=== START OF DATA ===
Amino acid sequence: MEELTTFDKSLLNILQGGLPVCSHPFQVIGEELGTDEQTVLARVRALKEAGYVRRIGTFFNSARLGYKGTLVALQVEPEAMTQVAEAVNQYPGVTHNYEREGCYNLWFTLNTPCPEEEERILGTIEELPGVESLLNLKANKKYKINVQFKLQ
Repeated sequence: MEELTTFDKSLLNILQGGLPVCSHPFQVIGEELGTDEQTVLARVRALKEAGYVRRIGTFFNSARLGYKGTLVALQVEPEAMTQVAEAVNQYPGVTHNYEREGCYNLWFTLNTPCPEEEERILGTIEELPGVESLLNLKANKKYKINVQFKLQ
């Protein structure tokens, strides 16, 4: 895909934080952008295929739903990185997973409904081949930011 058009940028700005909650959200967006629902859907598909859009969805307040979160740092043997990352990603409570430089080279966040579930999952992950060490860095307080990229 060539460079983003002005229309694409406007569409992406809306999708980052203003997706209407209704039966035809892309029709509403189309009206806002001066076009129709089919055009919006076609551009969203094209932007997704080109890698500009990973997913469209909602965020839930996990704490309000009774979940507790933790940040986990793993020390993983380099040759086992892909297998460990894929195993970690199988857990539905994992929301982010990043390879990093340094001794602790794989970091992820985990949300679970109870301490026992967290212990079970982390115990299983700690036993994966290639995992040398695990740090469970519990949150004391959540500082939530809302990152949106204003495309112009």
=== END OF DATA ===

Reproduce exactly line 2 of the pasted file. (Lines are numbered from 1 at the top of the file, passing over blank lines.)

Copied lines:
Repeated sequence: MEELTTFDKSLLNILQGGLPVCSHPFQVIGEELGTDEQTVLARVRALKEAGYVRRIGTFFNSARLGYKGTLVALQVEPEAMTQVAEAVNQYPGVTHNYEREGCYNLWFTLNTPCPEEEERILGTIEELPGVESLLNLKANKKYKINVQFKLQ